Back in 2014, my partner and I lived day-to-day as a poor family in America, trying to provide for our unexpected, premature and newborn twins to the best of our ability. It’s difficult to look back on those early days with our little family, in all honesty. Those were supposed to be the greatest moments of our lives. Instead, my husband was laid off of a really great job, medical bills were steadily rolling in, and for a month or so, we were really struggling.
If it hadn’t been for the fact that my in-laws own a local restaurant, my husband and I would have, quite literally, been very hungry. Call it pride or embarrassment, but we didn’t want to put our families out for our financial issues, so we never let them know the depths of our troubles. Instead, we cooked canned vegetables on the stovetop and ate them bland when we were too ashamed to go to the diner twice in one day.
Being a new, pumping mother to two, now with an onset of postpartum depression, it was my milk supply I noticed starting to suffer. I was always an over-producer, so my babies weren’t hurting, even when their dad and I were. These were new feelings for us … to be angry, hateful, anxious, depressed, sometimes hungrier than we should have been, and all because of a lack of money.
When we realized we weren’t going to climb out of this financial rabbit hole without help, we applied for government assistance. Within a day, we had food stamps, and within a week, we had full WIC benefits. WIC stands for Special Supplemental Nutrition Program for Women, Infants, and Children and it “provides federal grants to states for supplemental foods, health care referrals, and nutrition education for low-income pregnant, breastfeeding, and non-breastfeeding postpartum women, and to infants and children up to age five who are found to be at nutritional risk.”
I was given a brand new pump with WIC’s assistance since my used one was now lacking suction. The breastfeeding experience was made easier with a lactation consultant in-office to help with my nursing needs. All the while, my family was provided a majority of the basics we needed: milk, eggs, cheese, yogurt, pasta, beans.
Without food stamps, we would’ve continued living in a perpetual cycle of food insecurity. Without WIC benefits, however, our little family would truly have suffered even more.
My husband found a new job rather quickly, and I started working part-time, causing our food stamp balance to decrease to nearly nothing — and quickly. Meanwhile, WIC’s benefits stayed the same, even increasing with a couple dozen cans of formula each month once I stopped breastfeeding. Thank the high heavens for that, too, because my twins were using an $18 can of it (sometimes more) each day. If we wouldn’t have had WIC benefits, that would have resulted in us paying almost $550 a month … nearly the amount we paid for our rent.
A year after using WIC’s support, my husband and I were able to get back on our own two feet without assistance — we just needed a little help to get us there. You see, there’s a misconception that the people in this program are lazy, unmotivated and wasting everyone else’s tax dollars.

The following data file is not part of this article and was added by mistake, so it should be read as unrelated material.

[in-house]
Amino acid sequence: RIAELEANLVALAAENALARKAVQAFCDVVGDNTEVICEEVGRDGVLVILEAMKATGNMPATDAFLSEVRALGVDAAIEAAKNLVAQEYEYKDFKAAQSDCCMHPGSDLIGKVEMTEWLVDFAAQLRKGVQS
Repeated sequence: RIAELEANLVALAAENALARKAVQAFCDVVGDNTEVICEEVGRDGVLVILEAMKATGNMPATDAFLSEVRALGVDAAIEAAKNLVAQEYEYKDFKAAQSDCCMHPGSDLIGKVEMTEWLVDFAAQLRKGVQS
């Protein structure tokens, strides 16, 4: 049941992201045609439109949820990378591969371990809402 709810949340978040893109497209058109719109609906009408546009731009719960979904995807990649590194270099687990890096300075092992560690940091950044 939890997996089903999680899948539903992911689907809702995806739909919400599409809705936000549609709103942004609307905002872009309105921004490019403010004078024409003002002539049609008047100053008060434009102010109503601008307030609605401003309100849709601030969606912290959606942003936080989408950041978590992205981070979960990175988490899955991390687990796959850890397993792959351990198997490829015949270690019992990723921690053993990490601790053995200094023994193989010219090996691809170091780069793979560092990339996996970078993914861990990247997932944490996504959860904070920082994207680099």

But that harmful stereotype ignores the realities. Finding reliable daycare is expensive and impossible for some. Minimum wage incomes aren’t enough to afford rent anywhere in the U.S., and even parents working two minimum wage jobs can’t afford it with their other expenses either. Dare I even mention the cost of healthcare, or do we all have proof from the medical bills taking up space in our desk drawers?
Times are rough for so many families, and we cannot continue on with a harmful thought process about those in need unless we are ready to witness millions of families and children going hungry.
The use of WIC for low-income pregnant mothers is a branch of prenatal care in and of itself. Though it never claims to substitute for an actual visit with an OB, WIC advocates for pregnant mothers to seek routine prenatal care. As a result, babies born to mothers in the program are less likely to be born premature or still, and are more likely to have a healthy birth weight and to be given immunizations.
WIC also encourages moms to breastfeed, but when formula is the best option for a family, over 90% of infants are given the recommended, iron-fortified formulas. Some infants and children have allergies — WIC handles that too. Whether it be formula, milk, cheese, etc., prescriptions can be made to receive whatever is needed, and food groups can be rearranged or changed to ensure a household is still getting its fill.
Just because a mom is poor doesn’t mean she isn’t a good mom. If a mom takes her children to a WIC appointment, receives the food she is given, and feeds it to her children, she is doing the best she can in that moment for her children. People are poor, and we can’t lose compassion toward them just because we aren’t.
Poor families are worthy of nutrition and good health too.
Poor. People. Are. People. Too.
While being one of the most successful, cost-effective nutritional programs in this nation, WIC also saves lives, and that is something we can never put a price tag on.
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